In the early hours of 25 January 2007, Knut Schmidt-Nielsen, James B. Duke Professor of Physiology Emeritus at Duke University, passed away peacefully in his home in Durham, North Carolina, at the age of 91. This tall, handsome Norse with his notoriously straight back and a great vital force had become frail over the past few years, but he remained alert to the very last, still enjoying a daily walk in the Duke Gardens with his caring wife Margareta. A giant of biology has left this world, a leading biologist who has broken new ground in many fields, a soft but powerful voice who was able to tell us like no other how animals work.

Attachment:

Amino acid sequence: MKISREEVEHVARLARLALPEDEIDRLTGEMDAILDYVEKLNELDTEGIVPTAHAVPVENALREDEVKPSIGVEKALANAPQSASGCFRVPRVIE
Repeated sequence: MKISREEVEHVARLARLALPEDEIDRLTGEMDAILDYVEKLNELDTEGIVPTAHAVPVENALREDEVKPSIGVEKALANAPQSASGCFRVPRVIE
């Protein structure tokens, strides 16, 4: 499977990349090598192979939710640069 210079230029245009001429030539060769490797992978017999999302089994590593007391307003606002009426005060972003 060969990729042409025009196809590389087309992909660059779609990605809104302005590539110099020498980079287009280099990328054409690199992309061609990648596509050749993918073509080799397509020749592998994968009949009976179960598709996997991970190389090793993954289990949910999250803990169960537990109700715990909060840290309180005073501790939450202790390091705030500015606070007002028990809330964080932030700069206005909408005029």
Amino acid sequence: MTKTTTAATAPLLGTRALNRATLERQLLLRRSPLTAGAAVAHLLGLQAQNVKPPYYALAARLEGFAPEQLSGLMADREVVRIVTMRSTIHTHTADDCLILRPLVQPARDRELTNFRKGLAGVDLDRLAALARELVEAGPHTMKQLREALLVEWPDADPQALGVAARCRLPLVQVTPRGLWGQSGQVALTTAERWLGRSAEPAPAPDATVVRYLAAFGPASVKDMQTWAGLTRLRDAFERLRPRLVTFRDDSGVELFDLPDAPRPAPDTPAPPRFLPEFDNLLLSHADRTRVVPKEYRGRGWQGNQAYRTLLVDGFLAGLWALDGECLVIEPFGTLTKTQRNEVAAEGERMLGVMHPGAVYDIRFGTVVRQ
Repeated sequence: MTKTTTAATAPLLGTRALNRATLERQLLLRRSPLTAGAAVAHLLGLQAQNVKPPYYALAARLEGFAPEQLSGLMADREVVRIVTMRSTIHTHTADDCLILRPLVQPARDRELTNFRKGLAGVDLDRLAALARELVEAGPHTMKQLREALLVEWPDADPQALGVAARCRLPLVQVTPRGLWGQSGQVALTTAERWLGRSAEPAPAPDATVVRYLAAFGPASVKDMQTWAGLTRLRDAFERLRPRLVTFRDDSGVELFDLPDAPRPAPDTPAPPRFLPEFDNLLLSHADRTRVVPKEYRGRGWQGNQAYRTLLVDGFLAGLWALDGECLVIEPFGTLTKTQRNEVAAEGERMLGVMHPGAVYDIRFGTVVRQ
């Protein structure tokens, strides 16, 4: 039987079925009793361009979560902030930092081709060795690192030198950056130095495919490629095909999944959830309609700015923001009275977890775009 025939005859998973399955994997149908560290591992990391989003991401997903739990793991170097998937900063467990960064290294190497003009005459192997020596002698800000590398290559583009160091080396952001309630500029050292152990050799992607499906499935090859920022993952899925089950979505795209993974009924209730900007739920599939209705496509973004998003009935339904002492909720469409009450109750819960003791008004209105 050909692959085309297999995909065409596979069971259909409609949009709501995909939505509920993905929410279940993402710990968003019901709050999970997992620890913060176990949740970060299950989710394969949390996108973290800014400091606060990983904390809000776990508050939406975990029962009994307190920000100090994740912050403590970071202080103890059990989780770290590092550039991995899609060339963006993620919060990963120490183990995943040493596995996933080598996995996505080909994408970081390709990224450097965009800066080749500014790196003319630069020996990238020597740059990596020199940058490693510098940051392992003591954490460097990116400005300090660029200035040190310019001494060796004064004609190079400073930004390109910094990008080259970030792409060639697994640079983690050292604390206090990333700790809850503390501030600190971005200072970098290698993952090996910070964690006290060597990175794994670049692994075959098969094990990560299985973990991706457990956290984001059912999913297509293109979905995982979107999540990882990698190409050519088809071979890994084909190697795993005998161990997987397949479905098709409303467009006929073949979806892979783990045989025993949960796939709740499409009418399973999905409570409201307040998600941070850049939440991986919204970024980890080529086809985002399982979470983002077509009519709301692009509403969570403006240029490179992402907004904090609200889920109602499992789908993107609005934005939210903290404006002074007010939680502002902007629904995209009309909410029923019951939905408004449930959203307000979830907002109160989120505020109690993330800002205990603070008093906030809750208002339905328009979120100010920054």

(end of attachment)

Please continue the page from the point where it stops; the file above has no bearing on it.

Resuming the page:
Have you ever wondered why your nose drips in winter? Knut Schmidt-Nielsen explained this to me one day in his notoriously lucid way. When we inhale cold dry air through the nostrils, the mucous membrane of the nasal conchae cools off while it releases water to humidify the air; when we exhale, the now water-saturated warm air cools off while flowing over the – still cooled– nasal conchae, and some of the water condenses onto the surface to be reabsorbed by the well-vascularized mucous membrane, but some excess water may eventually drip out of the nose. Of course, the motive for Knut's discovery of this mechanism of a nasal countercurrent heat exchanger in 1964 was more fundamental than this small inconvenience of human life. It derived from his broad quest into understanding how animals can survive in the desert, one problem being that there is no water to drink so that economy of water is vital to survive. In his book on Desert Animals: Physiological Problems of Heat and Water, written in 1962 and published in 1964, he“ examined what we know about desert animals and how they manage to live in an environment of excessive temperatures and water shortage”. He explores in great detail how animals adapt to these extreme conditions and describes the research program that he has pursued throughout his life – examining how animals meet the challenges of their environment and how they adapt to life on dry land, or at sea. When I first met Knut in 1977 during our scientific expedition to Kenya, led by his post-doctoral fellow and disciple C. Richard Taylor, he engaged in studying the nasal heat exchanger in camels and giraffes, not an easy undertaking as seen in Fig. 1, where Vaughn Langman, secured by a rope, tries to fit a thermocouple into the giraffe's nose while Dick Taylor operates the recorder and Knut directs the operation in the blazing African sun.